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One very common bacterium found in the gut, E. coli, has acquired one eighth of its genome through horizontal gene transfer. In other words, one eight of its genome comes from swapping genes with a neighboring bacteria.
Relatively speaking, E. coli's genetic makeup is remarkable. Not only that, but E. coli is one of the more social microbes, frequently giving away genes to other bacteria.
The phenomenon of horizontal gene transfer means that bacteria are highly adaptable—and accounts for one reason why they so easily acquire resistance to antibiotics. This cross-talk and swap also implies that diet plays a pivotal role in deciding exactly what kind of microbiome your gut harbors.
Did you know gut bacteria can adapt to your diet? Fermented foods, like cultured veggies made from the Veggie Culture Starter, can rebuild a gut that has been damaged by processed foods.
As you know so well, the standard American diet consists of processed, devitalized foods that have been completely stripped of all bacteria. A large percentage of the standard American diet (SAD) consists of fiber-less, monochrome foods such as bread, pasta, baked goods, refined grains, and potatoes made largely of gummy starches and sugars.
The adaptability of your gut bacteria matters when it comes to diet. Right now, 35 percent of Americans are obese. This can be blamed on a number of factors, including sedentary lifestyle and diet.
The obesity epidemic has also been linked to gut bacteria.
Researchers conducted a fascinating study on obesity, recently published in Science. Starting with genetically identical baby mice raised in a germ-free and bacteria-free environment, scientists populated the infant mice's guts with gut bacteria from obese women and their lean twin sisters. The mice ate the same food in the same portions, yet those with obese bacteria gained weight and had higher body fat. Obese mice also had noticeably less diverse gut bacteria.1
In the first study of its kind to report on hunter-gatherer gut bacteria, the effects of the standard American diet were obvious: Gut bacteria respond to the modern diet, and those living in rural areas who consume a diet low in processed foods have more diverse gut bacteria. When researchers analyzed bacteria in the feces of the Hadza people of Tanzania, one of the last hunter-gatherer communities in the world, the Hadza had a more diverse inner ecosystem than Italians eating a modern diet.2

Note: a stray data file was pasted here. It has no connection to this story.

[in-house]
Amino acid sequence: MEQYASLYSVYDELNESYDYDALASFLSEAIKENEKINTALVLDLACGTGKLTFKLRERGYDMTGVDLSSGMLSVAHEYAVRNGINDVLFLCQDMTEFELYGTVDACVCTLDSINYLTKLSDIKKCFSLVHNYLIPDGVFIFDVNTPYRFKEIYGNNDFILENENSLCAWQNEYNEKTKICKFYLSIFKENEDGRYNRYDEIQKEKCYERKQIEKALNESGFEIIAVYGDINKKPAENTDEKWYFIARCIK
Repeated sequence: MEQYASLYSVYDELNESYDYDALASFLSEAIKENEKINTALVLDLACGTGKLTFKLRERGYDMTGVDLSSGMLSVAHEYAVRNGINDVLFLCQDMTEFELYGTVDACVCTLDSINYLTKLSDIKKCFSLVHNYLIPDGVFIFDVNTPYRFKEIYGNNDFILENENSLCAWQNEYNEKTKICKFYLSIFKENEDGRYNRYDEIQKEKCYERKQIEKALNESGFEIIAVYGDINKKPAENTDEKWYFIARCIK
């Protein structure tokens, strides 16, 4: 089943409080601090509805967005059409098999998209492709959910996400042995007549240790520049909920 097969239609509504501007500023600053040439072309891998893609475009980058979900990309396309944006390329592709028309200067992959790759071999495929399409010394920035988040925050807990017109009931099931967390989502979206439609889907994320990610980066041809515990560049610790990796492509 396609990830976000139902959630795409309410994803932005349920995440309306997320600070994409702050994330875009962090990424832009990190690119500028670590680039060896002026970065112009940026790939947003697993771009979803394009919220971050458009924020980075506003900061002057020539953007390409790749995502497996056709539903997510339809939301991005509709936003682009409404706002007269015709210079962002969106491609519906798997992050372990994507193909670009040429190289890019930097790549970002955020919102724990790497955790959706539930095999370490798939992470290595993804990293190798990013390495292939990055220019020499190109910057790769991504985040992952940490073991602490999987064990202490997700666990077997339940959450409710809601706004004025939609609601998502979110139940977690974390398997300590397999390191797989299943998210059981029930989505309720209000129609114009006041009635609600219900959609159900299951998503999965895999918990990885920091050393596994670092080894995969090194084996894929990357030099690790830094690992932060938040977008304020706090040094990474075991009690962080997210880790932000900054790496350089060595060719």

This gut bacteria diversity is critically important. Even though the Hadza had high levels of a pathogenic bacterium known to cause disease in Western populations, the people had few cases of diabetes, obesity, and autoimmune disorders, all associated with gut bacteria imbalances.
Processed foods do not create a healthy gut and do not feed the right kind of bacteria you want growing inside you. Thus, American guts are in trouble.
The Body Ecology Diet discourages this type of diet for many reasons—one being that such a diet feeds pathogenic microbes in the gut. Incorporating fermented foods and probiotic beverages is essential to preserve a healthy gut microbiome.
Our bodies are very much like landscapes, and the direction our health takes is not solely dependent on our own genome.
Because our own cells are outnumbered 10 to one by bacteria, it is important to remember the constant dialogue that takes place. This dialogue occurs between cells and, we are now finding, even between the DNA of every cell—whether human or not, beneficial or pathogenic. A daily practice of Body Ecology living that includes fermented foods and probiotic beverages is the best way to help your gut evolve to support your health.
Your gut is adaptable. Because of horizontal gene transfer, your gut bacteria respond directly to their environment and to the food that you eat. This is one major reason why gut bacteria can become antibiotic resistant. This also explains why your diet can be so detrimental to your health.
Sadly, the standard American diet is a nutrient-poor, processed food diet stripped of all bacteria. The obesity epidemic has been linked to such unhealthy foods and bacteria in the gut. Recent research has associated less bacterial diversity in the gut with obesity; scientists also discovered that Tanzanian hunter-gatherers have a more diverse inner ecosystem because their guts have not adapted to a processed diet.
The Body Ecology Diet is an antidote to the modern diet that feeds obesity and disease. Enjoying fermented foods and probiotic beverages daily will help your gut bacteria adapt. You'll be rewarded with a diverse inner ecosystem that paves the way to longevity and health.
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